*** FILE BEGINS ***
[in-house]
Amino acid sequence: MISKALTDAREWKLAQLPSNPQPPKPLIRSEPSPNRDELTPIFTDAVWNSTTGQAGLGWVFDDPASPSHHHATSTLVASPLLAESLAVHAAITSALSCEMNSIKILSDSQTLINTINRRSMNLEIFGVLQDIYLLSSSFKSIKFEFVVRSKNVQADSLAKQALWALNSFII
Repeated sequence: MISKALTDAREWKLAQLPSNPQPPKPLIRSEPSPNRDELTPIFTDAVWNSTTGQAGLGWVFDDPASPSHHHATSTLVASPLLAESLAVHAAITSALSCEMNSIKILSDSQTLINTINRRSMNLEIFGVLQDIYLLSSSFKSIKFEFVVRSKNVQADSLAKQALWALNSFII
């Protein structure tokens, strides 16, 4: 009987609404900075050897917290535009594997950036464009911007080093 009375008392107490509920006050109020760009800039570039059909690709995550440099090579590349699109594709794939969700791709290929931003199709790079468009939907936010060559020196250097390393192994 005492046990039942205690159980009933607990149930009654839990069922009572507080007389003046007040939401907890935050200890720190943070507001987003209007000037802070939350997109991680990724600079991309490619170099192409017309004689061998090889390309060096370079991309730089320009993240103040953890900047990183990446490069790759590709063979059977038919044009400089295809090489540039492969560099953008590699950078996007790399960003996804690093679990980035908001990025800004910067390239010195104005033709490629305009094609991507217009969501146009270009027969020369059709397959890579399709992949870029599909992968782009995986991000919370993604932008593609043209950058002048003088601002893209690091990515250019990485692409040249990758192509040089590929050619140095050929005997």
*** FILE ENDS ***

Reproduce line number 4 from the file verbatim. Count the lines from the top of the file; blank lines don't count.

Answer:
């Protein structure tokens, strides 16, 4: 009987609404900075050897917290535009594997950036464009911007080093 009375008392107490509920006050109020760009800039570039059909690709995550440099090579590349699109594709794939969700791709290929931003199709790079468009939907936010060559020196250097390393192994 005492046990039942205690159980009933607990149930009654839990069922009572507080007389003046007040939401907890935050200890720190943070507001987003209007000037802070939350997109991680990724600079991309490619170099192409017309004689061998090889390309060096370079991309730089320009993240103040953890900047990183990446490069790759590709063979059977038919044009400089295809090489540039492969560099953008590699950078996007790399960003996804690093679990980035908001990025800004910067390239010195104005033709490629305009094609991507217009969501146009270009027969020369059709397959890579399709992949870029599909992968782009995986991000919370993604932008593609043209950058002048003088601002893209690091990515250019990485692409040249990758192509040089590929050619140095050929005997």